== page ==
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Made By- 1. Chanda Tehlan(00216503811) B.A,LL.B(6 TH Sem.) 2.Sumeet(00316503511) B.B.A,LL.B(6 TH Sem.)
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  • Made By-1. Chanda Tehlan(00216503811) B.A,LL.B(6TH Sem.)2.Sumeet(00316503511) B.B.A,LL.B(6TH Sem.)

  • DefinitionEssential elements of a leaseTypes of leaseLeases in perpetuityDistinction between lease and licenceDistinction between lease and easementDuration of leases in absence of written contractLeading case laws

  • Section 105 in The Transfer of Property Act, 1882105. Lease defined.A lease of immoveable property is a transfer of a right to enjoy such property, made for a certain time, express or implied, or in perpetuity, in consideration of a price paid or promised, or of money, a share of crops, service or any other thing of value, to be rendered periodically or on specified occasions to the transferor by the transferee, who accepts the transfer on such terms. Lessor, lessee, premium and rent defined.The transferor is called the lessor, the transferee is called the lessee, the price is called the premium, and the money, share, service or other thing to be so rendered is called the rent.A lease is an agreement whereby the lessor conveys to the lessee in return for a payment or series of payments the right to use an asset for an agreed period.

  • The Parties: Both parties i.e,lessor and the lessee must be competent to contract.A lease cannot be created be created without any express or implied contract between two parties.

    Subject-matter: The subject-matter of a lease must be immovable property.

    Duration: The right to enjoy the property must be transferred for a certain time or in perpetuity.

    Consideration: The consideration is either premium or rent. Premium is the price paid or promised to be paid in lump sum.

  • On the basis of quality of interest of transferor:-1. Absolute lease2. Derivative lease

    Absolute lease is granted by a person who has an absolute right over the property. It can be granted for any number of years.Derivative lease is granted by a person who himself has a limited interest in the property.

    On the basis of duration:-1. Lease for a specific time2.Periodic lease3.Lease in perpetuity

  • It is lease of permanent nature. In India, such leases created either by an express grantor or by a presumed grant. Such leases are generally agricultural leases or that leases executed before the enactment of T.P Act. The burden of proving perpetuity of tenancy is on the tenant. He is to prove the existence, the nature and the extent of the interest which the owner has granted to him.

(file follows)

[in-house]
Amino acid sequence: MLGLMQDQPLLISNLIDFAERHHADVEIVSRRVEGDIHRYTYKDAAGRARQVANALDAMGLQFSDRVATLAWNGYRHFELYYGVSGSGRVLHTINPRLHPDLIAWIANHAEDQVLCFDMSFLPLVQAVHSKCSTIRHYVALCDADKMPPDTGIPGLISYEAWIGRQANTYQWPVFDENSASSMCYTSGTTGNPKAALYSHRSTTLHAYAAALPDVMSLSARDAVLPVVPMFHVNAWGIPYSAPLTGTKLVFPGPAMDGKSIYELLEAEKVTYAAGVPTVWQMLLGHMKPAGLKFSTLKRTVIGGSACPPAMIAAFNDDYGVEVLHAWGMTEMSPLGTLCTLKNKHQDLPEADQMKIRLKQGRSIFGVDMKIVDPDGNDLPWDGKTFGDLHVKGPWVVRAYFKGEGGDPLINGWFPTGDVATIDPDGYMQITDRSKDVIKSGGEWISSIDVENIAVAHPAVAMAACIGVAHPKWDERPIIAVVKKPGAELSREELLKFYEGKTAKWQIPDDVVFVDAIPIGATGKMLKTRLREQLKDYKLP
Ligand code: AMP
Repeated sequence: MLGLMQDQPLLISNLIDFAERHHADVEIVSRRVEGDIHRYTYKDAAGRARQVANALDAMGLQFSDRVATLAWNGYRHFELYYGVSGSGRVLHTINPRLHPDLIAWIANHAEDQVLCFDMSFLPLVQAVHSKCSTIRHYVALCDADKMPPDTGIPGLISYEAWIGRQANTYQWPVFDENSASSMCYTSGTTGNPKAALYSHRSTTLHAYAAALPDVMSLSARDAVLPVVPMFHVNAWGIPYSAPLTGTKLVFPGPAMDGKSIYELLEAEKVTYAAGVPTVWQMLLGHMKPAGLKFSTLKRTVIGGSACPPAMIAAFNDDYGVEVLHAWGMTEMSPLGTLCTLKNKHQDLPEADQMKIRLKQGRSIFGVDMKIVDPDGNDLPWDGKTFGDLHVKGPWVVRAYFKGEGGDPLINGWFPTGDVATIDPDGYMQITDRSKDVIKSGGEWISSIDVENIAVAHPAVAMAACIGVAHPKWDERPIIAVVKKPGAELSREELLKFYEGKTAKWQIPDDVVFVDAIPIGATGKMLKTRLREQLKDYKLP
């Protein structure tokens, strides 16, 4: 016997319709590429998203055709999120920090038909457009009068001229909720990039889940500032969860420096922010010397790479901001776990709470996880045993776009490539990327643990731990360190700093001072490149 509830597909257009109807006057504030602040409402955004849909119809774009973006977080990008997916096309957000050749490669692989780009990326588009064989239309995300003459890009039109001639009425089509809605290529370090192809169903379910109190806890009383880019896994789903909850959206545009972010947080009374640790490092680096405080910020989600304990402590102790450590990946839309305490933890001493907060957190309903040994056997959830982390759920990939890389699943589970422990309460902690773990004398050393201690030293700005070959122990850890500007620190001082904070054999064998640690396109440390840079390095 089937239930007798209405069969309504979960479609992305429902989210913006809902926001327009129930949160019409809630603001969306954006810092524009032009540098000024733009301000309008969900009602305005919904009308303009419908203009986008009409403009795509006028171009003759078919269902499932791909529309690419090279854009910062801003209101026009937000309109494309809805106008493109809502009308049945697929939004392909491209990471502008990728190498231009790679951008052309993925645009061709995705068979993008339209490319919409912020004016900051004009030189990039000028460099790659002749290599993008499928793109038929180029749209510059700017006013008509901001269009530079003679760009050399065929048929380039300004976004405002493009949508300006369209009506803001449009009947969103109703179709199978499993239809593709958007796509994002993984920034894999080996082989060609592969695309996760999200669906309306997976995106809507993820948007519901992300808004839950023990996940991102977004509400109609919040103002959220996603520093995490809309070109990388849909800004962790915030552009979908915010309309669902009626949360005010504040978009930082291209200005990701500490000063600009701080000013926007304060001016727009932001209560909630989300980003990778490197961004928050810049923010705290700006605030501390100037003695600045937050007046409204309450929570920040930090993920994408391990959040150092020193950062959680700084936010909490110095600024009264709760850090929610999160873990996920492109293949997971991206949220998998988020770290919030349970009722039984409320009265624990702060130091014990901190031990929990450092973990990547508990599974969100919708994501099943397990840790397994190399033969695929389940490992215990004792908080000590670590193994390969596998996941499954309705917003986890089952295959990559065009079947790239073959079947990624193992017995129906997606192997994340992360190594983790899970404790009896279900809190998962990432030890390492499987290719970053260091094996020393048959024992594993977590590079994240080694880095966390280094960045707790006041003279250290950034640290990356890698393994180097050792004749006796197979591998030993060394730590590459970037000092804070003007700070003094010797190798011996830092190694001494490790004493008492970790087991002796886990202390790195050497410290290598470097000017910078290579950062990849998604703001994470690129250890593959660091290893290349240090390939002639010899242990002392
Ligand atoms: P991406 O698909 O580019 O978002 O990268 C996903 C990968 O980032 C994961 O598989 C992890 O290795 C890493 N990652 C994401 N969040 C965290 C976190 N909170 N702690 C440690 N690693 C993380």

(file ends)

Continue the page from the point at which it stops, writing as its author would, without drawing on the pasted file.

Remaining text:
• A lease or a licence is a contractual agreement between Council (lessor or licensor) and another party (lessee or licensee) that binds both parties to the terms of the Agreement.

  • Lease A Lease is a transfer of right to enjoyment (exclusive possession) of that property by the lessor the lessee, made for a certain term in consideration of a fee subject to the terms set out in the lease agreement. A lease grants exclusive possession for a fixed period (term). A lease creates an interest in the land which can be transferred to the lessee for the period of the lease. A lease can be transferred (assigned) to another party and if registered on the title is binding on a new owner of the land. A lease is not revocable (other than subject to any conditions set out in the lease (e.g. a redevelopment clause)

  • Licence A Licence is the granting of a permission to use the land in consideration of a fee subject to the conditions set out in the licence A licence does not grant exclusive possession. A licence does not create or transfer an interest in the land. A licence is not transferable. A licence is revocable.

  • By a lease the owner of the land retains his ownership but parts with possession. The lessee is entitled to possess the land to the exclusion of all others. But by granting of an easement the owner of the land retains not only his ownership but also his possession.

  • In absence of a contract a lease of immovable property for agricultural or manufacturing purposes shall be deemed to a lease from year to year, terminable, by six months notice expiring with the end of a year of the tenancy.Lease of immovable property for any other purpose shall be deemed to b a lease from month to month, terminable, by fifteen days notice expiring with the end of a month of the tenancy.Every notice must be in writing, signed by or on behalf of the person giving.Section 106 enables both the lessor and lesse to work out a plan for themselves.Case- Ram kumar das vs. Jagdish chandra(1952 SCR 269) SC held sec 106 lays down a rule of construction which is to b applied when there is no period agreed upon between the parties.

  • Associated hotes vs. R.N.Kapoor (AIR 1962 SC 1262)Quality cut pieces vs. M lakshmi and co.(AIR 1986 BOMB. 359)Delta int ltd. Vs. S.S Ganeriwalla(AIR 1999 SC 2607)B.V Dsouza vs. A.F Fernandes (AIR 1989 SC 1816)